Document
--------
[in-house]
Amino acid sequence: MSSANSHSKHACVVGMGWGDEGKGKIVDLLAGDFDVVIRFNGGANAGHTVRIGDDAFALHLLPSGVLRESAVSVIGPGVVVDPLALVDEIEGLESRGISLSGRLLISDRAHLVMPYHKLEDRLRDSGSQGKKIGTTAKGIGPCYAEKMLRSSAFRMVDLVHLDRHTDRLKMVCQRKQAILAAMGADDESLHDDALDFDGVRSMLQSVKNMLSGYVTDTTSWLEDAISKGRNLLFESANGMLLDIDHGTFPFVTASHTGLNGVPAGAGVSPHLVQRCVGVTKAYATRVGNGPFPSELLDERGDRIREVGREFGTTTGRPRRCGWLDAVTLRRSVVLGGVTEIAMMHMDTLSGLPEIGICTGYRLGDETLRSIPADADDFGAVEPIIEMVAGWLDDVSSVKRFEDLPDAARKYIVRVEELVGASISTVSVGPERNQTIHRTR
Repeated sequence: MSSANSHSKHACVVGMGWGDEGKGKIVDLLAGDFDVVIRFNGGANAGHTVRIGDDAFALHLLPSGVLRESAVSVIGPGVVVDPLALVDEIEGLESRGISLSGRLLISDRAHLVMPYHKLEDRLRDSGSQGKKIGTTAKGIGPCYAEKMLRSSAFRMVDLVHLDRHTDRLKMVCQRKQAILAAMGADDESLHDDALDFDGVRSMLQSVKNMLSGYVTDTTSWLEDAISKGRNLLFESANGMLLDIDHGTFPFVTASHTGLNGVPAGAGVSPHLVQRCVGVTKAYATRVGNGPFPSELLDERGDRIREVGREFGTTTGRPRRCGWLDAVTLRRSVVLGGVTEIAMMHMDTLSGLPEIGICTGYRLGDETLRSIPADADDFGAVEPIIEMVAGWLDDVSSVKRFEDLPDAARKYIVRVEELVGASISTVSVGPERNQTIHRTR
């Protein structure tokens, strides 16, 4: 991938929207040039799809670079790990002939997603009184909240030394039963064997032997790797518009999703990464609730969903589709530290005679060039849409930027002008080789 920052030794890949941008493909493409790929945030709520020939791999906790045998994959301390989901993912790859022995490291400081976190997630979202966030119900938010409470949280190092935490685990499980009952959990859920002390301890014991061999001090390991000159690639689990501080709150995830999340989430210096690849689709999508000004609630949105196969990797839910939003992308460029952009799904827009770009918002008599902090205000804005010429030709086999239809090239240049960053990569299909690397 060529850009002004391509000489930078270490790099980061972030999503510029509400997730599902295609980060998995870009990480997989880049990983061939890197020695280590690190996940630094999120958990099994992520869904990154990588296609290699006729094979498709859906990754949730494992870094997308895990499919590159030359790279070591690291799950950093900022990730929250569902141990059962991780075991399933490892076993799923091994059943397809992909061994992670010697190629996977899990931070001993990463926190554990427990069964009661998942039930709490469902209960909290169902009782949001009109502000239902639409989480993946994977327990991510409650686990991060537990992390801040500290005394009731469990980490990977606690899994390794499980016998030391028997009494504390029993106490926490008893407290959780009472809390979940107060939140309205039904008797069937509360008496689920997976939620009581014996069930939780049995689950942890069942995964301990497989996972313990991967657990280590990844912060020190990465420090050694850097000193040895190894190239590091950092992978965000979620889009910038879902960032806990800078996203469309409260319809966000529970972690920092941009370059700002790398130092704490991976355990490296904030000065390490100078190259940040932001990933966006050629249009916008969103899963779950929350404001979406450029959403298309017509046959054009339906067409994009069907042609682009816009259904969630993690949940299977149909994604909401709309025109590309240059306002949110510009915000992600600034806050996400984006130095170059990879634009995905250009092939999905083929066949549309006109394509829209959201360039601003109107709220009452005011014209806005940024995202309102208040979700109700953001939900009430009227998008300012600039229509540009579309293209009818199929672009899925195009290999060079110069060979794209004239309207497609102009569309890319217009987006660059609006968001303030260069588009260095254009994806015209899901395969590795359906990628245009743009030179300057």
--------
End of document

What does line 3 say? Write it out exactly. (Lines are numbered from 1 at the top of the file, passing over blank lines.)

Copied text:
Repeated sequence: MSSANSHSKHACVVGMGWGDEGKGKIVDLLAGDFDVVIRFNGGANAGHTVRIGDDAFALHLLPSGVLRESAVSVIGPGVVVDPLALVDEIEGLESRGISLSGRLLISDRAHLVMPYHKLEDRLRDSGSQGKKIGTTAKGIGPCYAEKMLRSSAFRMVDLVHLDRHTDRLKMVCQRKQAILAAMGADDESLHDDALDFDGVRSMLQSVKNMLSGYVTDTTSWLEDAISKGRNLLFESANGMLLDIDHGTFPFVTASHTGLNGVPAGAGVSPHLVQRCVGVTKAYATRVGNGPFPSELLDERGDRIREVGREFGTTTGRPRRCGWLDAVTLRRSVVLGGVTEIAMMHMDTLSGLPEIGICTGYRLGDETLRSIPADADDFGAVEPIIEMVAGWLDDVSSVKRFEDLPDAARKYIVRVEELVGASISTVSVGPERNQTIHRTR